As a Researcher, indeed as a human being, I would like my work to be judged on the basis of its content rather than any judgements made regarding my place of birth, who my parents were or were not, my sex, my gender, my race etc. However, in my career I have been encouraged to be reflexive and to consider how the ways in which I can be categorised can influence the opinions that I hold and how I see the social world. So, I will reluctantly state that I am a man, male and white British. The reluctance comes because I feel that there are stereotypes that we as human beings are all influenced by. When we gain insight about a person we mentally look for matches to our previous experiences which may or may not be positive.
As I grew up I heard a lot of criticisms about men and what men were and should be. However, this did not influence me to hold hostility towards women as the main protagonists of this criticism. I wanted, and still want, there to be, what I identified as being, equality. The problem with words like 'equality' is that they are nominalisations. As a term, we all have an idea of what equality means to us. We also have assumptions about what that word does and does not mean to others depending on our assumptions about that individual or group. Many of us may recognise that some may consider themselves more equal than others, hence Orwell's: "two legs good, four legs bad."
To shed some light on what is meant by equality it makes sense to explore it and to have some shared meaning of what it means to people. To me equality is actually unachievable. It appears like an ethereal state which seems like it can never be reached under my own definition or anyone else's. However, striving in the direction of equally is something that I feel it is fundamentally important to do. Like riding a bike we must keep correcting imbalance to progress.
I believe that examples of equality are all human beings being treated equally. That does not happen due to; who our parents are, our sex and gender, our ethnicity and the value that is placed on these, and one of the most intangible categories of all, the class we are born into and inhabit. The only way that we can go about bringing equilibrium to these categories is through wider social agreements. So that, for example, when I show interest in an opportunity I am neither held back by the ways that I can be classified nor exalted for 'qualities' beyond my control. I should not be paid any more or any less for carrying out the same role as someone else. What's more, I don't want to profit from being older than a young person who has not been given the opportunities in terms of employment or education that I have had. The notion is fundamentally unfair; unequal.
Throughout my career I have been interested in reducing inequalities. I have been interested in data and evidence that men are more likely to suffer morbidity and mortality when there is a perception that white men are not affected by inequalities and are recipients of fortune. (His)torically, there will, no doubt, be cases where a man and men have been profiteers of advantage. This has been wrong. The question is what does that have to do with the majority of human beings who are men now? I want to strive towards a day when all humans, defined as men or women or intersex or male or female or trans are just viewed as human beings: fellow animals on a planet, renewing ourselves as we all do to stay alive.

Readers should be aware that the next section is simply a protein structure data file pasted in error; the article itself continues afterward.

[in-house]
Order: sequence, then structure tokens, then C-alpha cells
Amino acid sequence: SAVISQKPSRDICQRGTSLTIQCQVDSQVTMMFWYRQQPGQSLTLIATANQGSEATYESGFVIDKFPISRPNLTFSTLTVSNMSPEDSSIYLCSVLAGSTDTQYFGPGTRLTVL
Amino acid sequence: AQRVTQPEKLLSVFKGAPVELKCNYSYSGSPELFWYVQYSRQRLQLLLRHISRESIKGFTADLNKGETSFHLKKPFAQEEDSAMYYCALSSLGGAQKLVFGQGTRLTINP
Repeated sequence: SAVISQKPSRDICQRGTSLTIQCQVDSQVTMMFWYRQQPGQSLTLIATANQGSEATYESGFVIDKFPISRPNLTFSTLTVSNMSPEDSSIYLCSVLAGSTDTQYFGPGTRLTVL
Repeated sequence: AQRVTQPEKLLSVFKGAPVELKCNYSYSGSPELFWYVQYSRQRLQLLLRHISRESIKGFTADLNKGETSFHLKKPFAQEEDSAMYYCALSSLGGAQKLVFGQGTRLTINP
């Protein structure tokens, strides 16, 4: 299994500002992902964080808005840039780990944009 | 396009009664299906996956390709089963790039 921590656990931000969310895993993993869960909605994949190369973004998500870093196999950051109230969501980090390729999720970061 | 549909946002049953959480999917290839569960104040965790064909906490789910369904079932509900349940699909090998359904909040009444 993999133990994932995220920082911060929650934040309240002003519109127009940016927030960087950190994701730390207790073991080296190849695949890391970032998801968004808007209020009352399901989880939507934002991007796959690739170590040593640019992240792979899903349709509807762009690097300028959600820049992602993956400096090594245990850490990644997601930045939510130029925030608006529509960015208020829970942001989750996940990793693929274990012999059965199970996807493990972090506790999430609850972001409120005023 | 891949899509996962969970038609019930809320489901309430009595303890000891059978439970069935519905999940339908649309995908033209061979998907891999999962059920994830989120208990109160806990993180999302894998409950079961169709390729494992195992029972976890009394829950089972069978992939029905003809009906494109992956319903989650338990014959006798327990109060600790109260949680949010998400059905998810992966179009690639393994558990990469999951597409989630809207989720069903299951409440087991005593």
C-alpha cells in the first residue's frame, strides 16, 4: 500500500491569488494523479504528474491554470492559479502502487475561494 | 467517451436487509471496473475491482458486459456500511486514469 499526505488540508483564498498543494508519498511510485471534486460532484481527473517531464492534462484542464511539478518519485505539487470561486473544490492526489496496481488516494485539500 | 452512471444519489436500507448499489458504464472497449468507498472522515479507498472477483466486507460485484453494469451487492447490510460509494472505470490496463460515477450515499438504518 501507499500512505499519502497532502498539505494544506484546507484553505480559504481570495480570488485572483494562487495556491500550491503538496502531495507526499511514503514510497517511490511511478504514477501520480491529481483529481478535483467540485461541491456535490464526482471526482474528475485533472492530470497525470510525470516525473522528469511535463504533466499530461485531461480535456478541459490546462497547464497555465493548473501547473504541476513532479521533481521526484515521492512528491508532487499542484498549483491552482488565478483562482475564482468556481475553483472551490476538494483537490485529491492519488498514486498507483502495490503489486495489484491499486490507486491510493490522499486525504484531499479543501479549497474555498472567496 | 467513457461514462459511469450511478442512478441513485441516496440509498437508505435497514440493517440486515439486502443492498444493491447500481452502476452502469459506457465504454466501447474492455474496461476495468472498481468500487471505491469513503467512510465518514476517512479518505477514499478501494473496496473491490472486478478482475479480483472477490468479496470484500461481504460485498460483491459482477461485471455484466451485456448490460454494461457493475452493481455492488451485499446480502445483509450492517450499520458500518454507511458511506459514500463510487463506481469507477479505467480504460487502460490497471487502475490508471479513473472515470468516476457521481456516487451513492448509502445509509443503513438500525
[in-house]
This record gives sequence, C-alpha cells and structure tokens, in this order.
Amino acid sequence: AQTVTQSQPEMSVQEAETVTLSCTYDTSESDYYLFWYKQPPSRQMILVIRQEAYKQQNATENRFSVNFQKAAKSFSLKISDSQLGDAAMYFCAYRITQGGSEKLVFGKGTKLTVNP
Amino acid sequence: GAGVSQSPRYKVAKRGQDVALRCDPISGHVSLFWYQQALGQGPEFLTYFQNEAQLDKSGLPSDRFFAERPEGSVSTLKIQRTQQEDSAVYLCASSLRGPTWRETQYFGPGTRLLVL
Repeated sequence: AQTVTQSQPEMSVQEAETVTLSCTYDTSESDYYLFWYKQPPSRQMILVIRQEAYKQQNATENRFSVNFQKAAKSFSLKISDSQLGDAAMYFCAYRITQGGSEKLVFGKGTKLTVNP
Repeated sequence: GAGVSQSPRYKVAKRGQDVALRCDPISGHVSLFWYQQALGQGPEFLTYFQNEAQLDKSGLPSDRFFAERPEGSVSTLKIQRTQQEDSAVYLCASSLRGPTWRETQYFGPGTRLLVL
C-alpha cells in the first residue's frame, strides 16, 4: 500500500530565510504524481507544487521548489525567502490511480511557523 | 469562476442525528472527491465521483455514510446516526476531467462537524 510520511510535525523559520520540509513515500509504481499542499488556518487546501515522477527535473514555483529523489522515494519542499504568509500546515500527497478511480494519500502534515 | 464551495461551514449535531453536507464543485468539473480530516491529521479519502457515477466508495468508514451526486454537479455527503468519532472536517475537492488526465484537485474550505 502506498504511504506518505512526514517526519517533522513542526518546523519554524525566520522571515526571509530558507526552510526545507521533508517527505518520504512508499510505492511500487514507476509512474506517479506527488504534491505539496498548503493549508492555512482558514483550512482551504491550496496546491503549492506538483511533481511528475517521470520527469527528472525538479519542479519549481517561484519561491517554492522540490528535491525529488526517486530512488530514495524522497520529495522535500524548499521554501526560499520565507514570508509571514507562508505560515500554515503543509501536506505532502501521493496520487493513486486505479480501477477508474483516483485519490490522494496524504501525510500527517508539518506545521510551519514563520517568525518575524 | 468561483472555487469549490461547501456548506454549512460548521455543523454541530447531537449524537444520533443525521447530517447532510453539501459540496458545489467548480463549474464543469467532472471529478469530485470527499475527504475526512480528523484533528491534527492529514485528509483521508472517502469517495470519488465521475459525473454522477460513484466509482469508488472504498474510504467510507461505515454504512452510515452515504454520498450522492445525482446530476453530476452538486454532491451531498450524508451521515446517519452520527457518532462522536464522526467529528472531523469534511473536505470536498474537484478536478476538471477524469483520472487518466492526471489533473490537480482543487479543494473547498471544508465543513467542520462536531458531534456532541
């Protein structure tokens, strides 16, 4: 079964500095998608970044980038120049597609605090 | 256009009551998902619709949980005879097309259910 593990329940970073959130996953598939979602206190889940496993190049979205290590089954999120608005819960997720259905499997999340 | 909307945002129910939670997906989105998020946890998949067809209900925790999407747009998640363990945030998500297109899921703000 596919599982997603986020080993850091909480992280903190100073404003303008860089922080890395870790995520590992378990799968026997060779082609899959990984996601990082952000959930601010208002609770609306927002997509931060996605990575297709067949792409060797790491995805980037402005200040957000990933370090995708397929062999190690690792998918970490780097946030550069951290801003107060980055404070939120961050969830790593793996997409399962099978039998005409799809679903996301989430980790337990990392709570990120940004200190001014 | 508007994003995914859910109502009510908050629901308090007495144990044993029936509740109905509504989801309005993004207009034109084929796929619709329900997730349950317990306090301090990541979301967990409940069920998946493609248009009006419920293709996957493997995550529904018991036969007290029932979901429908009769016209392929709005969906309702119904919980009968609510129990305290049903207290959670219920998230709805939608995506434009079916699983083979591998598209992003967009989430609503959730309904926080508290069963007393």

However, whilst researching the value of a community project supporting men to come together to reduce social isolation, I have been asked if it is actually a good idea. Should we be supporting men to come together and to be encouraged to do the things that men like to do (be in the company of other men, talk to other men, feel it is OK to be themselves, engage in activities such as makes things)? The very questions suggest that there is an assumption that human beings who are men should be treated with suspicion and should not be encouraged to be... themselves.
The main things that define what people do not like about some men are power, vast financial wealth and abuses of either; ultimately, inequality. However, these inequalities or any other are not about being a man. They can be seen in many walks of life: people with established careers who would no longer be qualified to apply for their own jobs if they needed to. People who have the basic physical needs of life covered like shelter paid for and access to enough, nutritious food. Baby-boomers who profited from funded education and a time when their qualifications maintained value and social mobility existed.
It is fair to say that inequality is less likely to be experienced by some groups of people, definable by categories, than by other groups of people. But to vilify mankind as the cause or profiteers in the twenty-first century is at best naïve and ignorant and at worst prejudice and bigoted; the very actions that create inequality. But as stated, some people believe they are more equal than others.
The one's now most likely to leave school with the lowest levels of educational attainment, the ones most likely to be unemployed, the ones who experience more morbidity, the ones more likely to be social isolated (at all ages), the ones who die younger, are all male. That is why I support (amongst many other campaigns against inequality) men's health. This is in no way against other's rights or the health and wellbeing of women or trans-people. It is just a rightful acknowledgement that men's health matters.
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